The 1980s were big years for vehicle sales and the range of models available to Australian buyers expanded rapidly.

Back in those days we had five local car manufacturers all competing for sales in several market segments. When Chrysler’s Valiant disappeared in 1982 and with Holden relying on a downsized, Euro-style Commodore, Ford maintained an older-fashioned approach with its full-sized XD-XF Falcon range and for the first time (in 1982) captured market leadership.

After threatening during the 1970s to overwhelm bigger ‘fuel guzzlers’ and become the first four-cylinder to head our market, Mitsubishi’s Sigma faded during the 1980s sales race. In 1985 it was replaced by the square-edged, ‘wide bodied’ Magna, a car that with a V6 engine from the outset would have become a sales sensation. However, Mitsubishi stuck with the Sigma’s 2.6-litre four-cylinder and an automatic transmission which suffered frequent and damaging durability problems.

A year later Nissan produced a nearly-memorable local version of the Japanese R31 Skyline. It also helped save Holden from financial catastrophe by supplying engines that allowed the VL Commodore to be compatible with Unleaded (ULP) fuel.

Toyota had built its fortune on the back of conservative Coronas and Corollas but by the end of the decade was selling some very different vehicles. Its front-wheel drive Celica broke with 15 years of rear-wheel drive tradition when it appeared in 1986, accompanied by a sleek new shape and outstanding twin-cam engine. Later 1990s models are still common but finding one of the desirable 1986-89 SX Liftbacks isn’t easy.

These and other imported models were familiar sights on Australia roads during the 1980s have all but disappeared and leave those whose memories have been jogged to start thinking; “When was the last time I saw one of those?”

Once-common models like the Mazda 323 and Ford Laser, Ford Telstar and Mazda 626, the BMW 733i and even Toyota Corollas have become quite difficult to find. To that list you can add 1980s Alfa Romeo, pre-1990 Audis, turbo-engined Subarus, the Mitsubishi Starion and sporty Nissans including the EXA, Pulsar ET and Stanza SSS.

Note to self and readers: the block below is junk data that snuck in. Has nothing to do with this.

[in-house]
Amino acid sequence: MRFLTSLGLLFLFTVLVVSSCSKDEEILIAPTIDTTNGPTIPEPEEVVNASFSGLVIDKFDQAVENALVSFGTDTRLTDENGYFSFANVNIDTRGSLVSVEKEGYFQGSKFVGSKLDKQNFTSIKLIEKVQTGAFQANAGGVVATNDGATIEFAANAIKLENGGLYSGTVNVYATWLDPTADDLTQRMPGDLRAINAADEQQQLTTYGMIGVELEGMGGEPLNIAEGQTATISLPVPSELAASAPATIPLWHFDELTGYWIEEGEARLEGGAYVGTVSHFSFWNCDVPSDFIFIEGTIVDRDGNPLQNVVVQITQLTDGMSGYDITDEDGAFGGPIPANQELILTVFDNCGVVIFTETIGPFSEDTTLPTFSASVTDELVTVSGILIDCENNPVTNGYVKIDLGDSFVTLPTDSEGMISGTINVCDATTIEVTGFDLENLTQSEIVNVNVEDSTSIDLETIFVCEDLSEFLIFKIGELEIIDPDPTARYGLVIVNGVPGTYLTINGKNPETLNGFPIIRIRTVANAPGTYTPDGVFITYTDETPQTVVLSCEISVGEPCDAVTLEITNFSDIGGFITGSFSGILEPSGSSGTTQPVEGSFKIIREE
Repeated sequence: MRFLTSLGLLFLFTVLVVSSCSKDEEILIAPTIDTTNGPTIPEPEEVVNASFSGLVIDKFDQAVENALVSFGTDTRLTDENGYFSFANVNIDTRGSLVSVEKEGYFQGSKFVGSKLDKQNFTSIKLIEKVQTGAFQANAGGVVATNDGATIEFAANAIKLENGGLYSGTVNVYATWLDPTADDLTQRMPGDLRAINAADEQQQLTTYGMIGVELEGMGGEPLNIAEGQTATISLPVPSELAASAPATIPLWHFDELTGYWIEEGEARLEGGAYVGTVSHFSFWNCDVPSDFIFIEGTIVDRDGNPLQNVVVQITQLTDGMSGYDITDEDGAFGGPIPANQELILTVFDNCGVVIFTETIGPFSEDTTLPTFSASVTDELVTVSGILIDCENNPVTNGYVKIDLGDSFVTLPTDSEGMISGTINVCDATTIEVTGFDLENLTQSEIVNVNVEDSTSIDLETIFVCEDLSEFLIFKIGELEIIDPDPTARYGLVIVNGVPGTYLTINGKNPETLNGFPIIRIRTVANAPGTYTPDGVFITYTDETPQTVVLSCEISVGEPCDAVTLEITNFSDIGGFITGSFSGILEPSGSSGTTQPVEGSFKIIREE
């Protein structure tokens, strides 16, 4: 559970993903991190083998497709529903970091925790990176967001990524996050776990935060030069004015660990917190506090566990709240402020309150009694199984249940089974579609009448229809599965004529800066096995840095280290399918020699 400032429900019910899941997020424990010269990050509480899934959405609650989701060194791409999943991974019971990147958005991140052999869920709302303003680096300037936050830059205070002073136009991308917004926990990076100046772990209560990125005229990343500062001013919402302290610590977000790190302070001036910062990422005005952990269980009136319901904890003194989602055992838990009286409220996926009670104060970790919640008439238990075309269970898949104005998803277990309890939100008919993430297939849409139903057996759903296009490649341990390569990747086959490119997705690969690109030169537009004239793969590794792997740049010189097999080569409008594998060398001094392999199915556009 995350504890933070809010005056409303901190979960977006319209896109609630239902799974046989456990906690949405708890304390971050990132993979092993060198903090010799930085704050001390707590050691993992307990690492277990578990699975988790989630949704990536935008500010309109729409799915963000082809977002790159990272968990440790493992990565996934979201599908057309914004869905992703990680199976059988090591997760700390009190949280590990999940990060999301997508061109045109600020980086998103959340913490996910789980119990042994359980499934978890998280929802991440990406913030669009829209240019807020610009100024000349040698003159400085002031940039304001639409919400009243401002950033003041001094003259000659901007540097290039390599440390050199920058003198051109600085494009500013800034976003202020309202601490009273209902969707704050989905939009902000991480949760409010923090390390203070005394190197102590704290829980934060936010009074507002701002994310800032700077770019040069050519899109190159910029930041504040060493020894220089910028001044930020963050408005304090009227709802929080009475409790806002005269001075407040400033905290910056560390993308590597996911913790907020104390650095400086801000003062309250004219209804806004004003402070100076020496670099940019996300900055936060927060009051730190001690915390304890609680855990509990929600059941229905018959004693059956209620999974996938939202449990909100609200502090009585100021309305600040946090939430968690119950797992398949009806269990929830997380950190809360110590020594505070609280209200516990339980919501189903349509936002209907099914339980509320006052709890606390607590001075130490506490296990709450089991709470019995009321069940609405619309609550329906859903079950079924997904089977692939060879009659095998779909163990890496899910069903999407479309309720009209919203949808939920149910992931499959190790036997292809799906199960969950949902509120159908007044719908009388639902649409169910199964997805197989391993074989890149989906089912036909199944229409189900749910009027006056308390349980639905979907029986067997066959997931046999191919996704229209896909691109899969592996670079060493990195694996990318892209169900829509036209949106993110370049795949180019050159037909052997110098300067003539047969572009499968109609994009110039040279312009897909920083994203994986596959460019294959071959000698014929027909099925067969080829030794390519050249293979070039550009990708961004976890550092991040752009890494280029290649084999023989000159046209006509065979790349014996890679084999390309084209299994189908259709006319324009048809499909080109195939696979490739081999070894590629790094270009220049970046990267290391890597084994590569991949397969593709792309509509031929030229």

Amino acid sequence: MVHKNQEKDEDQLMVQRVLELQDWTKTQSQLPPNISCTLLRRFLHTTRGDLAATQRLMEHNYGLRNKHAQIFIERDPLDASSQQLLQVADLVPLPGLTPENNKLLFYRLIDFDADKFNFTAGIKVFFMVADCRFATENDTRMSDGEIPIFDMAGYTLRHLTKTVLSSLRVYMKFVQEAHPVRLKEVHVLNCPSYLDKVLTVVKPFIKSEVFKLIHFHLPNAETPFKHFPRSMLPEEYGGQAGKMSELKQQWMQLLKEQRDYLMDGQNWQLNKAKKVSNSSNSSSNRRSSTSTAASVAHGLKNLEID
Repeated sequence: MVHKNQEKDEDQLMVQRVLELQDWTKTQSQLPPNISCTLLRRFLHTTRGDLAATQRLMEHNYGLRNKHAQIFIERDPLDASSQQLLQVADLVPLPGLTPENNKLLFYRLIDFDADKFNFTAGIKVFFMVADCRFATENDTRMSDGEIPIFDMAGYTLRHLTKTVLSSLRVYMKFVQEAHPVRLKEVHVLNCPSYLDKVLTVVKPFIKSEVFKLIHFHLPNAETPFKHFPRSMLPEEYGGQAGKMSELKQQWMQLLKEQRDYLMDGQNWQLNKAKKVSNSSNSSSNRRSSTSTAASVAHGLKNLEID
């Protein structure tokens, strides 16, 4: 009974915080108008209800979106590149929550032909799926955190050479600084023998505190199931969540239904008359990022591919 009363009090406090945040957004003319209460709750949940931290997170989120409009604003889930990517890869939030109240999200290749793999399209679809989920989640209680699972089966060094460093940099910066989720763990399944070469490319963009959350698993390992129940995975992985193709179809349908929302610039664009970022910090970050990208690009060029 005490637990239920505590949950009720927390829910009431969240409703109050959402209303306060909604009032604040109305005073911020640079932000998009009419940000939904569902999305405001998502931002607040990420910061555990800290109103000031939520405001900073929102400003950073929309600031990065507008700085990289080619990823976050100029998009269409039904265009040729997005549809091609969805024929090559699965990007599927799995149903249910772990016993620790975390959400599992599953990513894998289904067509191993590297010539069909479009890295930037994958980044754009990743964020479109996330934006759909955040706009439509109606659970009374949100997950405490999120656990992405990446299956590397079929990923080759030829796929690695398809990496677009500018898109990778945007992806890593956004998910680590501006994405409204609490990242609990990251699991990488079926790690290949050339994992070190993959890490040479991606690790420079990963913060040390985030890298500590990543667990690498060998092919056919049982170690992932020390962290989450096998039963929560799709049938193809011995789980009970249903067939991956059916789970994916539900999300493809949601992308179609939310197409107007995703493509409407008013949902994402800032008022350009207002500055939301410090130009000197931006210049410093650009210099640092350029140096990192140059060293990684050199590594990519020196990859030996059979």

Looking to the UK where rust takes an awful toll on older cars, the effects of attrition are frightening. Of the 4.1 million Ford Cortinas registered new in Britain between 1962 and 1982 just 4000 or so were still running by late 2019. With our milder winters and greater resistance of local cars to rust, several hundred more including some six-cylinder TC-TE models might survive in Australia as well.

Also from Britain, news that of the 3400 Volvo 265 Wagons registered there in 1995, just 15 had survived to greet 2019. Seen one of those in Oz lately?

The reasons why models that sold in significant numbers have become extinct or are under threat vary. Lack of spare parts or the high cost of parts that remain are a major factor when owners are deciding to choose the wrecker in preference to the repairer.

Rust in much older cars is a threat but also much easier to rectify than in later models where complex ‘crumple zones’ that protect occupants in a crash make even basic models quite tricky to repair.

Australia’s shift from Leaded fuel to ULP in 1985 and the phasing out of Super during the 1990s brought the lives of many older cars to a shuddering end.

Premium Unleaded fuel which older models needed was more expensive than the basic 91 Octane stuff. Then there was the need to install hardened valve seats to keep engines in good fettle. If this wasn’t done or a costly Lead Substitute wasn’t added to the fuel, engine damage would result and the car very likely was scrapped.

Over-arching all of that was a general absence of interest and values that even today remain persistently low. The products of HDT and HSV provide some star power to the era, so as well do Ferrari and Lamborghini models but there the roads of gold come to an end. Most BMWs, Jaguars, Chevrolet Corvettes and Mazda RX7s built during the 1980s will currently cost less than $30,000.

Unless you choose one of the rare ESP 5.8 Fairmonts, a turbo-engined VL Calais or VB SLE V8 Commodore then owning a 1980s Australian car will typically cost less than $15,000. Around that price you will also find US imports including Ford Mustangs, Pontiac’s Firebird and maybe an open-top Chevrolet Camaro.

Unless earlier vehicles suddenly become significantly more valuable there is little chance of a flow-on to 1980s cars. That is good news for anyone in the market for a useable, relatively affordable vehicle that is also easy to maintain and sustain.

© Cliff Chambers 2020